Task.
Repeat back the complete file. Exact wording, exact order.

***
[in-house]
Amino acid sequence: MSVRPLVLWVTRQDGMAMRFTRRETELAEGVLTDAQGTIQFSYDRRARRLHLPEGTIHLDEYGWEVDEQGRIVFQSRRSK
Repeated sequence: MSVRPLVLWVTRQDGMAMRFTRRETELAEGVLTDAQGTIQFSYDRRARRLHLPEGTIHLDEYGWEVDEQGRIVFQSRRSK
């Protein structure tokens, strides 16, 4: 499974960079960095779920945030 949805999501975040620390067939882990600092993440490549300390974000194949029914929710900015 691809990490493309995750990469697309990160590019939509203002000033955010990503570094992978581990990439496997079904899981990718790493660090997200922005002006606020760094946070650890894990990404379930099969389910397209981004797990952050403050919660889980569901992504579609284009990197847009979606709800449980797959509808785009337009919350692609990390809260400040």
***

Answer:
[in-house]
Amino acid sequence: MSVRPLVLWVTRQDGMAMRFTRRETELAEGVLTDAQGTIQFSYDRRARRLHLPEGTIHLDEYGWEVDEQGRIVFQSRRSK
Repeated sequence: MSVRPLVLWVTRQDGMAMRFTRRETELAEGVLTDAQGTIQFSYDRRARRLHLPEGTIHLDEYGWEVDEQGRIVFQSRRSK
């Protein structure tokens, strides 16, 4: 499974960079960095779920945030 949805999501975040620390067939882990600092993440490549300390974000194949029914929710900015 691809990490493309995750990469697309990160590019939509203002000033955010990503570094992978581990990439496997079904899981990718790493660090997200922005002006606020760094946070650890894990990404379930099969389910397209981004797990952050403050919660889980569901992504579609284009990197847009979606709800449980797959509808785009337009919350692609990390809260400040």